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Scrum Teams, "PURIFFY" your Sprint Increment!

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Scrum Teams, "PURIFFY" your Sprint Increment!

· Agile Zone
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In Scrum, each sprint produces an increment, which is a partial and potentially releasable product. To be releasable, the increment must meet all acceptance criteria and pass different categories of tests. Consequently, each sprint should consider all testing activities required for a releasable product. Unfortunately, during my work on different projects, I have observed that many teams focus only on a subset of testing activities during the sprint (Mainly unitary testing).

In this article, I introduce the acronym PURIFF as a concept containing all test categories to be conducted during the sprint. The Scrum team can use the PURIFF acronym as a checklist to determine which categories of tests are relevant in the given context.

The PURIFF acronym has been published on the Scrum alliance web site. It can be accessed here.

Each element of the PURIFF acronym represents a category of tests:
  • “P” stands for performance testing.
  • “U” covers unitary testing.
  • “R” deals with non-regression tests.
  • “I” represents integration testing.
  • “F” is for functional tests.
  • “F” covers non-functional tests.

PURIFF testing scope

The scope of PURIFF includes the following categories of tests:

  • Performance tests. Performance tests ensure that the system response time is acceptable for the users. The tests consist of measuring the applicationís reaction time to the different requests. There are different tools (commercial and open source) that can be used for performance tests: HP LoadRunner, IBM Rational Performance Tester, and Apache JMeter are examples of performance testing tools.
  • Unitary tests. Unitary tests are written by developers to test individual classes. They fall into the test-driven development, or TDD, strategy. Different solutions exist to write and run unitary tests automatically. JUnit and NUnit are among the most popular tools for unit testing.
  • Non-regression tests. The objective of non-regression tests is to ensure that new defects haven't been introduced after the modification of the code. Indeed, each code change is likely to introduce regression on the existing system, so retesting the already-tested system becomes necessary. Regression tests are a tedious activity, especially in an Agile context, which is characterized by continuous changes and frequent deliveries. They are also time-consuming when done manually. I strongly recommend automating them. Even if automation has a cost, the return on investment for the project is high. FitNesse, Selenium, Microsoft Test Manager, and HP Application Lifecycle Management (ALM) are examples of tools that the team can use to automate non-regression tests.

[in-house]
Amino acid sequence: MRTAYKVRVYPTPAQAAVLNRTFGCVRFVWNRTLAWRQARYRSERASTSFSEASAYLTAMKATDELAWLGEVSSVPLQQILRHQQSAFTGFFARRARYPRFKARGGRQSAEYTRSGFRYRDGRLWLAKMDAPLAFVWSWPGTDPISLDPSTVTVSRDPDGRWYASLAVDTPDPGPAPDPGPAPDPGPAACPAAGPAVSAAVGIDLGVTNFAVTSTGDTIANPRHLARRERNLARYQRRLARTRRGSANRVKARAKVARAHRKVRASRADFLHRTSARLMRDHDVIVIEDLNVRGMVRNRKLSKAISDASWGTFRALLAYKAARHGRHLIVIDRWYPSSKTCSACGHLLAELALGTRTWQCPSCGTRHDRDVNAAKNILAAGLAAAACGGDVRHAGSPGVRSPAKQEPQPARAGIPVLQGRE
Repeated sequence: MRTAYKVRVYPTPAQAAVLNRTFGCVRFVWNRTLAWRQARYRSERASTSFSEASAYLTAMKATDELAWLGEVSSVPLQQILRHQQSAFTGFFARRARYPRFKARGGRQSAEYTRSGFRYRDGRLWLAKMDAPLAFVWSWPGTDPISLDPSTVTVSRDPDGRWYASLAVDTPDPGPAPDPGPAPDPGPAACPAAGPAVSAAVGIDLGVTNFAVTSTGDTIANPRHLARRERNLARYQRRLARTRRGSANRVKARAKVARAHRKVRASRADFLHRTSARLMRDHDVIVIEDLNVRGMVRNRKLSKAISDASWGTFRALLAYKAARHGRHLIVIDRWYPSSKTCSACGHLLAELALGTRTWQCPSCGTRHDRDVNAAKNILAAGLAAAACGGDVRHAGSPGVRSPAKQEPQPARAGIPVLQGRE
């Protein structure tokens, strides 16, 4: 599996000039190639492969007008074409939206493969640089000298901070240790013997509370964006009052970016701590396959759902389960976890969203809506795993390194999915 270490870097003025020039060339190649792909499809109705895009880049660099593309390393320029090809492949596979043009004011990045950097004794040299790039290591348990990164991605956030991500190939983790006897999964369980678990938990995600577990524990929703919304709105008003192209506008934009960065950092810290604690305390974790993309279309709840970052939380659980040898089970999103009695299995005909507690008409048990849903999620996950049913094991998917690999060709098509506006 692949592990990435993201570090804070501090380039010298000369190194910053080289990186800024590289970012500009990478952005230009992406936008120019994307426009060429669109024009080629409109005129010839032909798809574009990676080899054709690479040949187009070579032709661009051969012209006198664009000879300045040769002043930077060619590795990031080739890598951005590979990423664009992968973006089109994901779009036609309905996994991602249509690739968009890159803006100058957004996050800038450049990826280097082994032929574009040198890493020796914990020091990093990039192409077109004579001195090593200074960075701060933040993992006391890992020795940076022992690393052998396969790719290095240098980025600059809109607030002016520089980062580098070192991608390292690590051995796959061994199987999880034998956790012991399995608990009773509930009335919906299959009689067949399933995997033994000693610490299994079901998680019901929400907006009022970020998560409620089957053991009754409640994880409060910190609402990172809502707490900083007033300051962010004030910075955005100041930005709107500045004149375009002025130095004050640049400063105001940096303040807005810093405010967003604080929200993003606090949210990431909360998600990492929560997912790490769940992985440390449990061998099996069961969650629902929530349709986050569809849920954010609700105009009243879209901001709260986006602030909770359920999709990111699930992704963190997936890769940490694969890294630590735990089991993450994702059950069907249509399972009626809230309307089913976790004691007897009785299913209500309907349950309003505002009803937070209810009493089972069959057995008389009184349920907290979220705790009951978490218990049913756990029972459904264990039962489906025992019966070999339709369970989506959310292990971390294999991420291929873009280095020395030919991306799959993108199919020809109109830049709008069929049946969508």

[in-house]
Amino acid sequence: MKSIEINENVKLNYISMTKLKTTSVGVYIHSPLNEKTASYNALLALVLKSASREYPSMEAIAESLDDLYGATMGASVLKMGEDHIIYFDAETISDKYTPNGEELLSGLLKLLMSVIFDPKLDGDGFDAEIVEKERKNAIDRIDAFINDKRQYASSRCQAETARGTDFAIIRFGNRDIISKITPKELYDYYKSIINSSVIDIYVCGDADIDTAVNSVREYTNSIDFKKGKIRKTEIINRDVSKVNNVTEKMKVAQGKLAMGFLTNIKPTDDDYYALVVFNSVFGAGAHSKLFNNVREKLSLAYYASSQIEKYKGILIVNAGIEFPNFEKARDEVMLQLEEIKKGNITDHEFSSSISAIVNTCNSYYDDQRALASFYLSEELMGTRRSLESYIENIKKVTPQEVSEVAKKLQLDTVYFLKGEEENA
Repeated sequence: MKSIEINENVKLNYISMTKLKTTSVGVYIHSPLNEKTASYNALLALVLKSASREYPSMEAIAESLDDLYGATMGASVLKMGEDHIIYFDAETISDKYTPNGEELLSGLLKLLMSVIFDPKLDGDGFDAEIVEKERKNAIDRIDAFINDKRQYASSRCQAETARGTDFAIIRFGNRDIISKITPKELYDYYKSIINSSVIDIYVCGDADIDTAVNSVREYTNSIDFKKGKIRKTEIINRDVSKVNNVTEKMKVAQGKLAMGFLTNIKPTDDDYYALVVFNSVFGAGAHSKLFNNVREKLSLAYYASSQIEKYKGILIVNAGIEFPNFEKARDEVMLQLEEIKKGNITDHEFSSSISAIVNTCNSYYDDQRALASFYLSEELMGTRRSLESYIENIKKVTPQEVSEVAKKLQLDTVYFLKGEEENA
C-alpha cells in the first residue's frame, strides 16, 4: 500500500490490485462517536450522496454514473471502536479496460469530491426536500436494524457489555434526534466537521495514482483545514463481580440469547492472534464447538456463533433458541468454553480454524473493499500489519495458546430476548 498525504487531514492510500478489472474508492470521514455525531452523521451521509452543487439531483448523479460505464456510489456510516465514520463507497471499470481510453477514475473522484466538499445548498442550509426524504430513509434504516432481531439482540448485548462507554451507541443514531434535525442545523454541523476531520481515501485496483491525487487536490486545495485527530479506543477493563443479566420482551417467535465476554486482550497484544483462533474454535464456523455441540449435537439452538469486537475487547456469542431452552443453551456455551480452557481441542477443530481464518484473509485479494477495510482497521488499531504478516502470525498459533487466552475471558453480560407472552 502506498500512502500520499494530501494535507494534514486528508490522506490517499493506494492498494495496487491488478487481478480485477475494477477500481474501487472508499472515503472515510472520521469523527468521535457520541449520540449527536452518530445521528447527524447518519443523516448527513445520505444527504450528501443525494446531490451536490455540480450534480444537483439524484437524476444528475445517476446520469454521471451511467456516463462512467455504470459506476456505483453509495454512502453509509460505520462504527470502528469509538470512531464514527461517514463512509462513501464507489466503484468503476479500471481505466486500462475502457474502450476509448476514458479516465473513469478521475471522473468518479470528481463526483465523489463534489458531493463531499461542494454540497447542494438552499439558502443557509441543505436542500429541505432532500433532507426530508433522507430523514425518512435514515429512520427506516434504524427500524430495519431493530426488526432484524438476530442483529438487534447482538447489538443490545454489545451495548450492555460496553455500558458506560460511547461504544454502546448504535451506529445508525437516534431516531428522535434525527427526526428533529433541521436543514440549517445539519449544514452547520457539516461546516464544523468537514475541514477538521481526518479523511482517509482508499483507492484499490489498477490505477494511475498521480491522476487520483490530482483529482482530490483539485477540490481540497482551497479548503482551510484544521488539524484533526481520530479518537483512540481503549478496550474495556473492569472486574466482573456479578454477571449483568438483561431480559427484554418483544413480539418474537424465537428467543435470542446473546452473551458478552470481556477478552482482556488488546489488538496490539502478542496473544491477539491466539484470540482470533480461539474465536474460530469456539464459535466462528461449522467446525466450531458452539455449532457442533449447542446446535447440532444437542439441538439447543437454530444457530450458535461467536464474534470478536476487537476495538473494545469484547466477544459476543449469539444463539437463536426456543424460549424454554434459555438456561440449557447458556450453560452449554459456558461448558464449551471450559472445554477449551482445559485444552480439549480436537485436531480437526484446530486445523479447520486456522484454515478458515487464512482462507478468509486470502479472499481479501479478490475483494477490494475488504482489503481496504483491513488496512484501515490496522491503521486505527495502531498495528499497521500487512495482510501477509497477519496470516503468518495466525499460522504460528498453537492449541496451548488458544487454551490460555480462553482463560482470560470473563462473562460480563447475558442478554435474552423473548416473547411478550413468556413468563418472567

• Integration tests. Integration tests allow us to verify that the modules (a set of classes) work well when put together. They are usually run automatically on the continuous integration environment.
  • Functional tests. The scope of functional tests is to check that the system behaves according to what has been specified through the elements of the product backlog (i.e. the acceptance criteria of each user story). The tests consist of testing each new feature of the increment against the corresponding acceptance tests. These tests can be run manually or automatically.
  • Non-functional tests. Non-functional tests cover the non-functional aspects of the application. These aspects are often defined as non-functional requirements (technical user stories). For example: scalability, robustness, security, portability, stress testing, and so on.

Conclusion

In working with teams, I've found that using the acronym PURIFF is highly useful. It functions as a concept that contains all the testing activities that have to be considered in a sprint (iteration). Even if all the increments are not intended to be deployed on production, the Scrum team can use PURIFF as a checklist to determine which categories of tests are relevant to the context at hand.

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